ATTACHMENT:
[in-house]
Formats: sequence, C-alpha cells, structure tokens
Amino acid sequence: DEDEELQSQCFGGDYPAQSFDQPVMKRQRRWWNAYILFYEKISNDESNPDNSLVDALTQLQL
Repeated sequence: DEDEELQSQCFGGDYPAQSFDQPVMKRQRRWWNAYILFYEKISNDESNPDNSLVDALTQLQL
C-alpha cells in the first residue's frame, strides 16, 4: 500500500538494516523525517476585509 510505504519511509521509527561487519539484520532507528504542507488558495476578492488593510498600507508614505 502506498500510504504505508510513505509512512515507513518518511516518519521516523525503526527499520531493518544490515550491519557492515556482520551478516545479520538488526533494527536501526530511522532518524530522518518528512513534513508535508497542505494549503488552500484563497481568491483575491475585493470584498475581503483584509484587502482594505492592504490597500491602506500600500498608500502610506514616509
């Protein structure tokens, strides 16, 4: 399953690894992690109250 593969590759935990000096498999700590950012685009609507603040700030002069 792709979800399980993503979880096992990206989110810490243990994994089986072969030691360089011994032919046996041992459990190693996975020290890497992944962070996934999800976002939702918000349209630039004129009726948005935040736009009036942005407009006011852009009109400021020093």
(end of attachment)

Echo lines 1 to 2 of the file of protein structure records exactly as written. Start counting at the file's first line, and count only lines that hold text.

[in-house]
Formats: sequence, C-alpha cells, structure tokens